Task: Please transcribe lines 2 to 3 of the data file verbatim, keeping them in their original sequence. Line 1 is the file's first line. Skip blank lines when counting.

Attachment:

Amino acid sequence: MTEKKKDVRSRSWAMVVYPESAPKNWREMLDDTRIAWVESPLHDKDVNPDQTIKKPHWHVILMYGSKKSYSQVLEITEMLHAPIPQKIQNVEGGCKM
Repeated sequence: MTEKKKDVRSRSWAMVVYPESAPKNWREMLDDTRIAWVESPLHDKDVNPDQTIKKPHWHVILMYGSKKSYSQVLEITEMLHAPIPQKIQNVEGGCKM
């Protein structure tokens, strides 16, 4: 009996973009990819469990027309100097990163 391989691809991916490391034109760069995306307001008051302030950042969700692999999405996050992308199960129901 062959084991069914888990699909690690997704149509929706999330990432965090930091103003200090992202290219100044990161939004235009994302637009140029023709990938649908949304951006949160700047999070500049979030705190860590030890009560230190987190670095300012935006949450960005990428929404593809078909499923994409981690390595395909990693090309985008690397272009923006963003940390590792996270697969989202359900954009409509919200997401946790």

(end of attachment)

Repeated sequence: MTEKKKDVRSRSWAMVVYPESAPKNWREMLDDTRIAWVESPLHDKDVNPDQTIKKPHWHVILMYGSKKSYSQVLEITEMLHAPIPQKIQNVEGGCKM
């Protein structure tokens, strides 16, 4: 009996973009990819469990027309100097990163 391989691809991916490391034109760069995306307001008051302030950042969700692999999405996050992308199960129901 062959084991069914888990699909690690997704149509929706999330990432965090930091103003200090992202290219100044990161939004235009994302637009140029023709990938649908949304951006949160700047999070500049979030705190860590030890009560230190987190670095300012935006949450960005990428929404593809078909499923994409981690390595395909990693090309985008690397272009923006963003940390590792996270697969989202359900954009409509919200997401946790």